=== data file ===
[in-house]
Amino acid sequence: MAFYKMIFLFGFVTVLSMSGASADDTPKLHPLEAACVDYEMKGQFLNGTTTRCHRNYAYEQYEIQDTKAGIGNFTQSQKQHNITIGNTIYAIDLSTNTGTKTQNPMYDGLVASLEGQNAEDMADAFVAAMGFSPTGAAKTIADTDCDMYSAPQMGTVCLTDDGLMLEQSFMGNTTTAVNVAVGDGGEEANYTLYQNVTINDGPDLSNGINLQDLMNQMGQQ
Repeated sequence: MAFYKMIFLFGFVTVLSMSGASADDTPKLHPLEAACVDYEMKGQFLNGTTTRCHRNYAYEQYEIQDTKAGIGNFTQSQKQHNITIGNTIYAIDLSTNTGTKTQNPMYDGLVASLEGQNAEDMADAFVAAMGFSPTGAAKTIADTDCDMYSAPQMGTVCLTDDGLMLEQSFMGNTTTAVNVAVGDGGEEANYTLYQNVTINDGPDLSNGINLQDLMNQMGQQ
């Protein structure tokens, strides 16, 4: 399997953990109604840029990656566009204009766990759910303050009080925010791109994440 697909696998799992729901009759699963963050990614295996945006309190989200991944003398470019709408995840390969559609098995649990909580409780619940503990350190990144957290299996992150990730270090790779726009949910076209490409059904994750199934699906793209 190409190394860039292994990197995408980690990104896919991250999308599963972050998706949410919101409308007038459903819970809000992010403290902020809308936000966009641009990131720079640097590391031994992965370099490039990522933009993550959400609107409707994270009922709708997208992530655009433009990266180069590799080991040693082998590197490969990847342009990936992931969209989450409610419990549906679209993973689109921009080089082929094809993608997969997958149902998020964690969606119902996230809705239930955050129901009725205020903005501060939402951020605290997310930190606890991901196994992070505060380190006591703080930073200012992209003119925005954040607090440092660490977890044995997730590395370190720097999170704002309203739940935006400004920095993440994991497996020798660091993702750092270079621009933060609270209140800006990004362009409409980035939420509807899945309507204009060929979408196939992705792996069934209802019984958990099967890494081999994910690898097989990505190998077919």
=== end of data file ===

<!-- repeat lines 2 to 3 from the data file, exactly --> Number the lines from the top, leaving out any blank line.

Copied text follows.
Amino acid sequence: MAFYKMIFLFGFVTVLSMSGASADDTPKLHPLEAACVDYEMKGQFLNGTTTRCHRNYAYEQYEIQDTKAGIGNFTQSQKQHNITIGNTIYAIDLSTNTGTKTQNPMYDGLVASLEGQNAEDMADAFVAAMGFSPTGAAKTIADTDCDMYSAPQMGTVCLTDDGLMLEQSFMGNTTTAVNVAVGDGGEEANYTLYQNVTINDGPDLSNGINLQDLMNQMGQQ
Repeated sequence: MAFYKMIFLFGFVTVLSMSGASADDTPKLHPLEAACVDYEMKGQFLNGTTTRCHRNYAYEQYEIQDTKAGIGNFTQSQKQHNITIGNTIYAIDLSTNTGTKTQNPMYDGLVASLEGQNAEDMADAFVAAMGFSPTGAAKTIADTDCDMYSAPQMGTVCLTDDGLMLEQSFMGNTTTAVNVAVGDGGEEANYTLYQNVTINDGPDLSNGINLQDLMNQMGQQ